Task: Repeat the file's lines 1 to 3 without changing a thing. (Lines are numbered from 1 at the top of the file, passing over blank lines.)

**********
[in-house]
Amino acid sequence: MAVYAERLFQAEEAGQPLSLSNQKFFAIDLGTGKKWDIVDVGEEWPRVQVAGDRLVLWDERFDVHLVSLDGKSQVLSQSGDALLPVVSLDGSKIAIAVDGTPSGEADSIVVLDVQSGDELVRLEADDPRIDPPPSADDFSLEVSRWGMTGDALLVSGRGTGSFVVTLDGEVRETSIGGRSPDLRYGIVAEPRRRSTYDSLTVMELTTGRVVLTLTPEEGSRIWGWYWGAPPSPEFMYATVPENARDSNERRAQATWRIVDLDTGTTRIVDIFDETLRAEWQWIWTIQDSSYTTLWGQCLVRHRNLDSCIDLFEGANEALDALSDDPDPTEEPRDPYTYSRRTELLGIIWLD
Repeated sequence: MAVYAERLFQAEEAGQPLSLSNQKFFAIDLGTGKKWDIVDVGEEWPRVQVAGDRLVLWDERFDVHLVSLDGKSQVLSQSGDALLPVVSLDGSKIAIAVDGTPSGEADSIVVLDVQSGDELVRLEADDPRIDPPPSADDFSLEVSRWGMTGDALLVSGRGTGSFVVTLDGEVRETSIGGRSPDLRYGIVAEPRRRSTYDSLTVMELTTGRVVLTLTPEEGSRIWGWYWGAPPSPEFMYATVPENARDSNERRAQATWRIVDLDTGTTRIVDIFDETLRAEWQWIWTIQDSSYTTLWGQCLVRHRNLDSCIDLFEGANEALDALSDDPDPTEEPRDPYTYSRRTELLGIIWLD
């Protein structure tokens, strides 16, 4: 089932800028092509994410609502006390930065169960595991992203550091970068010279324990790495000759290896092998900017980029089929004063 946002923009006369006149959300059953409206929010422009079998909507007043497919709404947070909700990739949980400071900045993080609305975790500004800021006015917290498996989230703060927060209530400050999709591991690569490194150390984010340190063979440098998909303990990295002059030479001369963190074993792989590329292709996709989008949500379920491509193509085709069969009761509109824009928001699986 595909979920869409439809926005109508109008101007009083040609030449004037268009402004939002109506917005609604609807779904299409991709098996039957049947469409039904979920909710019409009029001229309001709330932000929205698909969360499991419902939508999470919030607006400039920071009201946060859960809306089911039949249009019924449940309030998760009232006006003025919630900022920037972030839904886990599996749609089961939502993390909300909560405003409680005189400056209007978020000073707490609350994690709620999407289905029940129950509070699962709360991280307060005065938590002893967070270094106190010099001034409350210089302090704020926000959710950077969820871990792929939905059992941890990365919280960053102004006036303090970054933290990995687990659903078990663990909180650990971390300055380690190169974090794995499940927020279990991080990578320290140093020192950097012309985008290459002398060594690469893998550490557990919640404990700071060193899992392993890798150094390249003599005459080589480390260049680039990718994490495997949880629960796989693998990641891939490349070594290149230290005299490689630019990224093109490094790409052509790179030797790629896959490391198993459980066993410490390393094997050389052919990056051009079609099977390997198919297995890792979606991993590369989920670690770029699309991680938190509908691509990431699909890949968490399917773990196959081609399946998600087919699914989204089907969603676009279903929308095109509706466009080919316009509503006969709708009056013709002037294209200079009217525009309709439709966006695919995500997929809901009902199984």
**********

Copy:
[in-house]
Amino acid sequence: MAVYAERLFQAEEAGQPLSLSNQKFFAIDLGTGKKWDIVDVGEEWPRVQVAGDRLVLWDERFDVHLVSLDGKSQVLSQSGDALLPVVSLDGSKIAIAVDGTPSGEADSIVVLDVQSGDELVRLEADDPRIDPPPSADDFSLEVSRWGMTGDALLVSGRGTGSFVVTLDGEVRETSIGGRSPDLRYGIVAEPRRRSTYDSLTVMELTTGRVVLTLTPEEGSRIWGWYWGAPPSPEFMYATVPENARDSNERRAQATWRIVDLDTGTTRIVDIFDETLRAEWQWIWTIQDSSYTTLWGQCLVRHRNLDSCIDLFEGANEALDALSDDPDPTEEPRDPYTYSRRTELLGIIWLD
Repeated sequence: MAVYAERLFQAEEAGQPLSLSNQKFFAIDLGTGKKWDIVDVGEEWPRVQVAGDRLVLWDERFDVHLVSLDGKSQVLSQSGDALLPVVSLDGSKIAIAVDGTPSGEADSIVVLDVQSGDELVRLEADDPRIDPPPSADDFSLEVSRWGMTGDALLVSGRGTGSFVVTLDGEVRETSIGGRSPDLRYGIVAEPRRRSTYDSLTVMELTTGRVVLTLTPEEGSRIWGWYWGAPPSPEFMYATVPENARDSNERRAQATWRIVDLDTGTTRIVDIFDETLRAEWQWIWTIQDSSYTTLWGQCLVRHRNLDSCIDLFEGANEALDALSDDPDPTEEPRDPYTYSRRTELLGIIWLD